5 October 2015
I suppose it is one of those signs of having been around for a long time, that feeling that you get when the next new thing that folks are raving about just gives you a sense of déjà vu and the old saying that there is nothing new under the sun begins to look pretty solid, blogs John Bowen.
In an age where recycling is a big ticket item the recycling of old ideas probably makes a lot of sense anyway.
This isn't meant as a cynical commentary because I think that it is good for current generations to pick up on old ideas and make something of them, or even to come up with things that they believe to be new and innovative even when they are actually tried, tested and forgotten ideas. It doesn't matter.
Sometimes modern technology or production methods can make an old idea worth looking at and there is always the general cycle of business, and life in general, that see things go away and then come back; what goes around comes around. As long as it is useful it doesn't matter.
One of the things that got me onto this topic was stand-up workstations, about which there seems to be a sudden upsurge in interest. But these are nothing new. They have been around since the first days of someone needing a surface to work on; the carpenter's bench, for example. In modern terms the option of having somewhere that you can stand for a short while to use your portable device is fine because such furniture does not take up too much space and ergonomically they are fine for short-term use too, as is the bar stool plus flat surface concept.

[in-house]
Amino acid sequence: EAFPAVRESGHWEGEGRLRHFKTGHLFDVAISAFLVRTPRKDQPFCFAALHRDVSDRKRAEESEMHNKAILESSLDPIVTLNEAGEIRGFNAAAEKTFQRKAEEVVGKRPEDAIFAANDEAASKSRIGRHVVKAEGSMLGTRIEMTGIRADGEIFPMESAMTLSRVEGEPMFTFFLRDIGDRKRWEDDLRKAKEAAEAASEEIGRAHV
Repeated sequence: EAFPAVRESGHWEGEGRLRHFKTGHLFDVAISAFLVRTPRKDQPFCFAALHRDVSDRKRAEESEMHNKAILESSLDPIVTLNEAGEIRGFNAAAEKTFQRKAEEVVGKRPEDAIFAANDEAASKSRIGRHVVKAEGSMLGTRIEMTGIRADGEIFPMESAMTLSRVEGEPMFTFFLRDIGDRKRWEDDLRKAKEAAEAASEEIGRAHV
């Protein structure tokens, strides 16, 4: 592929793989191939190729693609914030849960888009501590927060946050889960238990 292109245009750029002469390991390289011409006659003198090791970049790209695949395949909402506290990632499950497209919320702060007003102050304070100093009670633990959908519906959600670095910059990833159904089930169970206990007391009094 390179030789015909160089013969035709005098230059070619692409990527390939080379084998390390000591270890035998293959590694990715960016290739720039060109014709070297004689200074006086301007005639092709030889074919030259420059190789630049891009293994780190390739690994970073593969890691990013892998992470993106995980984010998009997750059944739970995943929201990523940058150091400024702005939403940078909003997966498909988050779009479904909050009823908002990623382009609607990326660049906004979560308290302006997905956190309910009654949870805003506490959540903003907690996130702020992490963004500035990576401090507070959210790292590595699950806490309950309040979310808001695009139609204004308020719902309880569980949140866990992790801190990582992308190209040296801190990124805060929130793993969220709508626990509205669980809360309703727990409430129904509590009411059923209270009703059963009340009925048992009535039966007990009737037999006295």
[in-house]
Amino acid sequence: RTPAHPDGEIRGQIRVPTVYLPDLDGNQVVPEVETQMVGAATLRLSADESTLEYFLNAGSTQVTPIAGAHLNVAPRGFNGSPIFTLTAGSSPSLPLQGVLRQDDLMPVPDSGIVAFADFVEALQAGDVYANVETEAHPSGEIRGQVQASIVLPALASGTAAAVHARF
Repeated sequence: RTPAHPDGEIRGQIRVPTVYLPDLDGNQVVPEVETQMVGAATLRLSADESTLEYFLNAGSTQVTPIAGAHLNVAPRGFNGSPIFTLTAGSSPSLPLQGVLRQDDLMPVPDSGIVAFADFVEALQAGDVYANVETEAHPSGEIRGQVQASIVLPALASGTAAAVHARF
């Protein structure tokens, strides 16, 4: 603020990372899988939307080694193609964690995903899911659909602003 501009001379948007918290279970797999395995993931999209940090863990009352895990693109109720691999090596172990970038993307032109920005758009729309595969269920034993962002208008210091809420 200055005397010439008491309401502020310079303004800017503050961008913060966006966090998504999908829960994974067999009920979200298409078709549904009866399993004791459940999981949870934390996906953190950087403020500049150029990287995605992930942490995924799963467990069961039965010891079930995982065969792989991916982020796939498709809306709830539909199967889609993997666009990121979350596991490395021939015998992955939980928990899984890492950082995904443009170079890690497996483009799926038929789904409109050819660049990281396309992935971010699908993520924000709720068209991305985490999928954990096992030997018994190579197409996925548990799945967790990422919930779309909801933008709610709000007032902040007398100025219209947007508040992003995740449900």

Twenty or so years ago we looked at some high tables about a metre in diameter that were intended for short-duration meetings between small groups of, say, two to four people. Having installed a couple to try out it was interesting to see the reaction.
Like a certain savoury brown spread, some loved them and others hated them, but they got so little use that we would have disposed of them had not one senior manager asked if the table could be moved into his working area and we were happy to oblige. They lasted until that manager moved on about a year later, and then we sold them. Laptops were relatively new back then, telephones were used for making or receiving calls, and tablets had not entered the fray, so perhaps we were too early on the scene with our stand-up desks.
Just because something is not new it should not be discounted. One of the first things that irritated me as a manager was when someone used the "tried that; didn't work" approach. I can accept "we tried that, but it didn't work out because ", but just shutting your mind to opportunities is to take the road to failure and there is always a right time for every idea. For anything that had failed there will be myriad reasons why, and many of the factors that made it fail last time may have changed, so be prepared to consider anything.
When you are looking for ideas a trawl through history can sometimes point you in the direction of all sorts of things that might be just what you are looking for now. So if you are stuck for something new why not try recycling an old idea? It may turn out to be a great one for here and now.
John Bowen is an FM consultant